Jataka 38

Baka Jātaka

The Crane and the Crab

as told by Eric Van Horn

originally translated by Robert Chalmers, B.A., of Oriel College, Oxford University

originally edited by Professor Edward Byles Cowell, Cambridge University

This is a story about a cheater who gets cheated by an even more clever cheater. It might be called “What goes around comes around,” which is our way of describing karma in the West.

There is no benefit in deceit.” The Master told this story while at Jetavana. It is about a monk who had been a tailor.

Tradition says that there was a monk at Jetavana who was exceedingly skillful in all operations to be performed with a robe, such as cutting, joining, arranging, and stitching. Because of his skill, he used to make robes and so he got the name of “The Robe Tailor.” You might ask, what did he do? Well, he exercised his craft on old bits of cloth and turned out a nice soft robe. After the dyeing was done, he would make the old bits of cloth look like new by treating them with a wash containing flour to make a dressing. Then he would rub it with a shell until it looked quite smart and attractive. Then he would lay his handiwork aside.

Being ignorant of robe-making, the monks would come to him with brand-new cloth and say, “We don’t know how to make robes. You make them for us.”

“Sirs,” he would reply, “a robe takes a long time to make. But I have one that I just finished. You can take it if you leave the new cloth in exchange.” And, so saying, he would take the finished robe out and show it to them. And they, seeing its fine color and knowing nothing about what it was made of, thought it was a good strong robe. So they gave their brand new cloth to the “Robe Tailor” and went off with the robe he gave them. When it got dirty and it was washed in hot water, it revealed its true character, and the worn patches were visible here and there. Then the owners regretted their bargain. Eventually that monk became known for cheating all who came to him.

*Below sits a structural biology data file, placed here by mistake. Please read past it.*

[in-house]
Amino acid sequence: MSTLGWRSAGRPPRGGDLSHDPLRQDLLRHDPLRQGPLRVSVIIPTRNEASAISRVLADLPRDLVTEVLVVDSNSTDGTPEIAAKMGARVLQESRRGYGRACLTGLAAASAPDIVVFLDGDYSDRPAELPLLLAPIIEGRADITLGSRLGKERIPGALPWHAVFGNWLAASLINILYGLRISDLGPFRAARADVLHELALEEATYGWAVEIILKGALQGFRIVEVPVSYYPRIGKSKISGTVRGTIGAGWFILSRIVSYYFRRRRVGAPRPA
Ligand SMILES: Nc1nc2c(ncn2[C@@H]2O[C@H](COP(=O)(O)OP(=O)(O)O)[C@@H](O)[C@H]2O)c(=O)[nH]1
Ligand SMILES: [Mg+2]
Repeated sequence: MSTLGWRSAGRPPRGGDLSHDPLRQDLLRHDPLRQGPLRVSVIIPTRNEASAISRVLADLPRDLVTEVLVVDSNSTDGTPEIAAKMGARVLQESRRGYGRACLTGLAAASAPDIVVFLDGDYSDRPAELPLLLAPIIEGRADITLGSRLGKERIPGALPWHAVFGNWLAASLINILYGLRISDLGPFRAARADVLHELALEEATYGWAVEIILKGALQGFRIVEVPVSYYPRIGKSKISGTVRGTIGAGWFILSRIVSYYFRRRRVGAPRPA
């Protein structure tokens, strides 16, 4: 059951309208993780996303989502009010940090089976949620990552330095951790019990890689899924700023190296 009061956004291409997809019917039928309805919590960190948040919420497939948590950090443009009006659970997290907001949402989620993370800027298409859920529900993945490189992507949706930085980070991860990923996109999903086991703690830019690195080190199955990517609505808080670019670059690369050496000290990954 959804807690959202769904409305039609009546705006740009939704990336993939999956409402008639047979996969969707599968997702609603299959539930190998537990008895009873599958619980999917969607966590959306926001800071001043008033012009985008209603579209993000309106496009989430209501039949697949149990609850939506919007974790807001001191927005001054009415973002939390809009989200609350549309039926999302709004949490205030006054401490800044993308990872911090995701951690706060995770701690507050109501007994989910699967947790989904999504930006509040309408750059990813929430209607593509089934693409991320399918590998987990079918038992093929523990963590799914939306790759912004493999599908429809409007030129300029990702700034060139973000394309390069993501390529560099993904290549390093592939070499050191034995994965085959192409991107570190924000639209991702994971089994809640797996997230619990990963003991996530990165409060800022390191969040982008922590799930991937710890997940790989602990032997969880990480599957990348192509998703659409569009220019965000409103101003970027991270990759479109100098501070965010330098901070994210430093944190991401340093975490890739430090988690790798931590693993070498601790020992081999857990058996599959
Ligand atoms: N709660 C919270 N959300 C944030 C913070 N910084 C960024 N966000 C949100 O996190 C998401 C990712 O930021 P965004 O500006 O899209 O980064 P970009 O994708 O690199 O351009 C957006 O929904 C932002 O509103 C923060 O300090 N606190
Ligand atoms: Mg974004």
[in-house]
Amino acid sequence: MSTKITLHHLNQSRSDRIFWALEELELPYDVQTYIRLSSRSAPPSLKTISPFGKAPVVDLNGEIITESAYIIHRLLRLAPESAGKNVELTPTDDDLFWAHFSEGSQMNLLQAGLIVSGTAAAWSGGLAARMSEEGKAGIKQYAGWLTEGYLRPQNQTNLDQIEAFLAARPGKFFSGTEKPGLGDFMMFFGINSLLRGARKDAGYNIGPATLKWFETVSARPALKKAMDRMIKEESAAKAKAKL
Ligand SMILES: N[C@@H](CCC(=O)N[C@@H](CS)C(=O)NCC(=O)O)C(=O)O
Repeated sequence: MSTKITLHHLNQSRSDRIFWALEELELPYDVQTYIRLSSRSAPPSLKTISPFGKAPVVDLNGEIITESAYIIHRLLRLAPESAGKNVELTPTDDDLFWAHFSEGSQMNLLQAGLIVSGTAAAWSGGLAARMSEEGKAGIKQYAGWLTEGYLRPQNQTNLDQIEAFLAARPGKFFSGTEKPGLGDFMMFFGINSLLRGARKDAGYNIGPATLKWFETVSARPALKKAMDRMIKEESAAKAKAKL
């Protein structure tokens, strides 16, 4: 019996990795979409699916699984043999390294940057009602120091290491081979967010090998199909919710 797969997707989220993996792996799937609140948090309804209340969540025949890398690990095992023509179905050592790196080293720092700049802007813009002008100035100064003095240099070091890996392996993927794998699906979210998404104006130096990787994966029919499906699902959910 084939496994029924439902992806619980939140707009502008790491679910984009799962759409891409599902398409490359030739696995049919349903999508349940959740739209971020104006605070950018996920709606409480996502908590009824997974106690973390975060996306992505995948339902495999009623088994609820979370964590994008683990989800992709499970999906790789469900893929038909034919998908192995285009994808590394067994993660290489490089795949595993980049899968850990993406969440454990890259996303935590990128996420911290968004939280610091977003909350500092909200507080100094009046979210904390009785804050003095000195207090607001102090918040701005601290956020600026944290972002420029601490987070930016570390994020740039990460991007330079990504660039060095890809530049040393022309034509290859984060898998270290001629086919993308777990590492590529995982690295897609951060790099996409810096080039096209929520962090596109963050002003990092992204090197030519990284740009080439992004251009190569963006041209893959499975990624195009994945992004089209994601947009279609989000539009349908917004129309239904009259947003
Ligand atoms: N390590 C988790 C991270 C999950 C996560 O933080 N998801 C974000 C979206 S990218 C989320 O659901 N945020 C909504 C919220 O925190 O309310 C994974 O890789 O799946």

Now, there was a robe maker in a town who used to deceive everybody just as the brother did at Jetavana. This man’s friends among the monks said to him, “Sir, they say that at Jetavana there is a robe maker who deceives everybody just like you.” Then the thought struck him, “Come now, let me fool that city man!” So he made a very fine robe out of rags, and he dyed it a beautiful orange. He put this on and went to Jetavana. The moment the other saw it, he coveted it and said to its owner, “Sir, did you make that robe?”

“Yes, I did, sir,” was the reply.

“Let me have that robe, sir, and I will give you another one in its place.”

“But, sir, we village monks find it hard to get the requisites. (The requisites are food, medicine, clothing, and shelter.) If I give this to you, what will I wear?”

“Sir, I have some brand-new cloth at my shelter. You can take it and make yourself a new robe.”

“Reverend sir, I have shown you my own handiwork. But, if you want it, what can I do? Take it.” And having deceived the other by exchanging the robe made from rags for the new cloth, he went on his way.